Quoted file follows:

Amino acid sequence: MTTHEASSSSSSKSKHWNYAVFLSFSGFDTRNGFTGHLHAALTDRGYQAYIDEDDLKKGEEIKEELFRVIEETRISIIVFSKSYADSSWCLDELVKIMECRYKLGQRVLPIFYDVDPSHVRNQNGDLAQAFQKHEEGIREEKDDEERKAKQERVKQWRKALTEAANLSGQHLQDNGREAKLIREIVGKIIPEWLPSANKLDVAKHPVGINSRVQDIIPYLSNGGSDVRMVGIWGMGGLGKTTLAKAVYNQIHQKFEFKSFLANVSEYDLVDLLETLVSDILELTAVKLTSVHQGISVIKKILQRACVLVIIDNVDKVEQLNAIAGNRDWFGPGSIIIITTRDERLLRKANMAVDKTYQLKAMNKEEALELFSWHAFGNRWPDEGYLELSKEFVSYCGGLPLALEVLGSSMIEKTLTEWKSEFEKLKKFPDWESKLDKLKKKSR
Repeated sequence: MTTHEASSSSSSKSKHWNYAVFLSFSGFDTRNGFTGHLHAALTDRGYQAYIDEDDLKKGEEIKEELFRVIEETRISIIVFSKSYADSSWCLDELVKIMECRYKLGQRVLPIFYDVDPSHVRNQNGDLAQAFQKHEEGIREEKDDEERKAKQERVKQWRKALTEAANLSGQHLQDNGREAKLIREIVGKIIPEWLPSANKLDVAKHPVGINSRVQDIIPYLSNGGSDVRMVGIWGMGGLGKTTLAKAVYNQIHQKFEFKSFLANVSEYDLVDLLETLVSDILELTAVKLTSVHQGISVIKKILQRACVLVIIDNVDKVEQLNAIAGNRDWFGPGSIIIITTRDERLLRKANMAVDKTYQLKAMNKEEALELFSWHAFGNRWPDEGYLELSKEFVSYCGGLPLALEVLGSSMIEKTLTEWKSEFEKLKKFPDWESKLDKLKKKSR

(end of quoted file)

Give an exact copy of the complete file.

Amino acid sequence: MTTHEASSSSSSKSKHWNYAVFLSFSGFDTRNGFTGHLHAALTDRGYQAYIDEDDLKKGEEIKEELFRVIEETRISIIVFSKSYADSSWCLDELVKIMECRYKLGQRVLPIFYDVDPSHVRNQNGDLAQAFQKHEEGIREEKDDEERKAKQERVKQWRKALTEAANLSGQHLQDNGREAKLIREIVGKIIPEWLPSANKLDVAKHPVGINSRVQDIIPYLSNGGSDVRMVGIWGMGGLGKTTLAKAVYNQIHQKFEFKSFLANVSEYDLVDLLETLVSDILELTAVKLTSVHQGISVIKKILQRACVLVIIDNVDKVEQLNAIAGNRDWFGPGSIIIITTRDERLLRKANMAVDKTYQLKAMNKEEALELFSWHAFGNRWPDEGYLELSKEFVSYCGGLPLALEVLGSSMIEKTLTEWKSEFEKLKKFPDWESKLDKLKKKSR
Repeated sequence: MTTHEASSSSSSKSKHWNYAVFLSFSGFDTRNGFTGHLHAALTDRGYQAYIDEDDLKKGEEIKEELFRVIEETRISIIVFSKSYADSSWCLDELVKIMECRYKLGQRVLPIFYDVDPSHVRNQNGDLAQAFQKHEEGIREEKDDEERKAKQERVKQWRKALTEAANLSGQHLQDNGREAKLIREIVGKIIPEWLPSANKLDVAKHPVGINSRVQDIIPYLSNGGSDVRMVGIWGMGGLGKTTLAKAVYNQIHQKFEFKSFLANVSEYDLVDLLETLVSDILELTAVKLTSVHQGISVIKKILQRACVLVIIDNVDKVEQLNAIAGNRDWFGPGSIIIITTRDERLLRKANMAVDKTYQLKAMNKEEALELFSWHAFGNRWPDEGYLELSKEFVSYCGGLPLALEVLGSSMIEKTLTEWKSEFEKLKKFPDWESKLDKLKKKSR